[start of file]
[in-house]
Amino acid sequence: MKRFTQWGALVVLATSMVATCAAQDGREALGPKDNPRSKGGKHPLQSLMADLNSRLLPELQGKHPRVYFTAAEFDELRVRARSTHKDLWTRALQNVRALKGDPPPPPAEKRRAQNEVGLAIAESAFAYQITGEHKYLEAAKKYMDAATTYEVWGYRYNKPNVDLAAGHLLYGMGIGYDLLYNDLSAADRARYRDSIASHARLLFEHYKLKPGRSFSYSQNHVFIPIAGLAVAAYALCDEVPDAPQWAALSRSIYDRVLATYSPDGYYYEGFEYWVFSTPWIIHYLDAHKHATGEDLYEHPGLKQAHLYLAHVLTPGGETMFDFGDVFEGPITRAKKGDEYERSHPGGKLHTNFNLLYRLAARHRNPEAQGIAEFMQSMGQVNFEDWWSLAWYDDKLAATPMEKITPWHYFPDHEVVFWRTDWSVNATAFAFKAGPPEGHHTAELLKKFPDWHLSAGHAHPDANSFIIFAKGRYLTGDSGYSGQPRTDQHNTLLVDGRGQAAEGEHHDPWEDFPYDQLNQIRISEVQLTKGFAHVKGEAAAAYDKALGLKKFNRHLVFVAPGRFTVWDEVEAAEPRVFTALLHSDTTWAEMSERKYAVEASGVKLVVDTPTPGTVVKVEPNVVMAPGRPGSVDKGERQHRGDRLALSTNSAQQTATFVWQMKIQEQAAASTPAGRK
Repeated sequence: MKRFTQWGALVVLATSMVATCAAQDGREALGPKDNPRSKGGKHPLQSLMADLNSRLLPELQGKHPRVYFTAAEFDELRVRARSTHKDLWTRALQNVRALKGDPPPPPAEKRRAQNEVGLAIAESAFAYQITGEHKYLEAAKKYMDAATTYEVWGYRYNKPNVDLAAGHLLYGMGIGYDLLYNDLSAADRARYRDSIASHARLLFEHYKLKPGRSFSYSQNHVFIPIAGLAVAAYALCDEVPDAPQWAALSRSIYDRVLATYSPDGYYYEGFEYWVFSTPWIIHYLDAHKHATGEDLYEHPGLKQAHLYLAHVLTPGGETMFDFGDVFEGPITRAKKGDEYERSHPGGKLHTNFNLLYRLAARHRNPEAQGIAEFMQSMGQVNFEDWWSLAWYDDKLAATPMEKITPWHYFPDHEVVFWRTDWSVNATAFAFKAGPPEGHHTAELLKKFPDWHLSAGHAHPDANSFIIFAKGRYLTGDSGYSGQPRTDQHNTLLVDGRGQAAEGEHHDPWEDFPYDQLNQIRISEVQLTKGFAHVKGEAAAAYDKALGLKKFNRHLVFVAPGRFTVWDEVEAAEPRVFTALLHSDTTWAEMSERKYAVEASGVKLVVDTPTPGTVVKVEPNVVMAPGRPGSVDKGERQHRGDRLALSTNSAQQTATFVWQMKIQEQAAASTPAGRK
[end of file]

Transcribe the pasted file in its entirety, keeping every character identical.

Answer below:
[in-house]
Amino acid sequence: MKRFTQWGALVVLATSMVATCAAQDGREALGPKDNPRSKGGKHPLQSLMADLNSRLLPELQGKHPRVYFTAAEFDELRVRARSTHKDLWTRALQNVRALKGDPPPPPAEKRRAQNEVGLAIAESAFAYQITGEHKYLEAAKKYMDAATTYEVWGYRYNKPNVDLAAGHLLYGMGIGYDLLYNDLSAADRARYRDSIASHARLLFEHYKLKPGRSFSYSQNHVFIPIAGLAVAAYALCDEVPDAPQWAALSRSIYDRVLATYSPDGYYYEGFEYWVFSTPWIIHYLDAHKHATGEDLYEHPGLKQAHLYLAHVLTPGGETMFDFGDVFEGPITRAKKGDEYERSHPGGKLHTNFNLLYRLAARHRNPEAQGIAEFMQSMGQVNFEDWWSLAWYDDKLAATPMEKITPWHYFPDHEVVFWRTDWSVNATAFAFKAGPPEGHHTAELLKKFPDWHLSAGHAHPDANSFIIFAKGRYLTGDSGYSGQPRTDQHNTLLVDGRGQAAEGEHHDPWEDFPYDQLNQIRISEVQLTKGFAHVKGEAAAAYDKALGLKKFNRHLVFVAPGRFTVWDEVEAAEPRVFTALLHSDTTWAEMSERKYAVEASGVKLVVDTPTPGTVVKVEPNVVMAPGRPGSVDKGERQHRGDRLALSTNSAQQTATFVWQMKIQEQAAASTPAGRK
Repeated sequence: MKRFTQWGALVVLATSMVATCAAQDGREALGPKDNPRSKGGKHPLQSLMADLNSRLLPELQGKHPRVYFTAAEFDELRVRARSTHKDLWTRALQNVRALKGDPPPPPAEKRRAQNEVGLAIAESAFAYQITGEHKYLEAAKKYMDAATTYEVWGYRYNKPNVDLAAGHLLYGMGIGYDLLYNDLSAADRARYRDSIASHARLLFEHYKLKPGRSFSYSQNHVFIPIAGLAVAAYALCDEVPDAPQWAALSRSIYDRVLATYSPDGYYYEGFEYWVFSTPWIIHYLDAHKHATGEDLYEHPGLKQAHLYLAHVLTPGGETMFDFGDVFEGPITRAKKGDEYERSHPGGKLHTNFNLLYRLAARHRNPEAQGIAEFMQSMGQVNFEDWWSLAWYDDKLAATPMEKITPWHYFPDHEVVFWRTDWSVNATAFAFKAGPPEGHHTAELLKKFPDWHLSAGHAHPDANSFIIFAKGRYLTGDSGYSGQPRTDQHNTLLVDGRGQAAEGEHHDPWEDFPYDQLNQIRISEVQLTKGFAHVKGEAAAAYDKALGLKKFNRHLVFVAPGRFTVWDEVEAAEPRVFTALLHSDTTWAEMSERKYAVEASGVKLVVDTPTPGTVVKVEPNVVMAPGRPGSVDKGERQHRGDRLALSTNSAQQTATFVWQMKIQEQAAASTPAGRK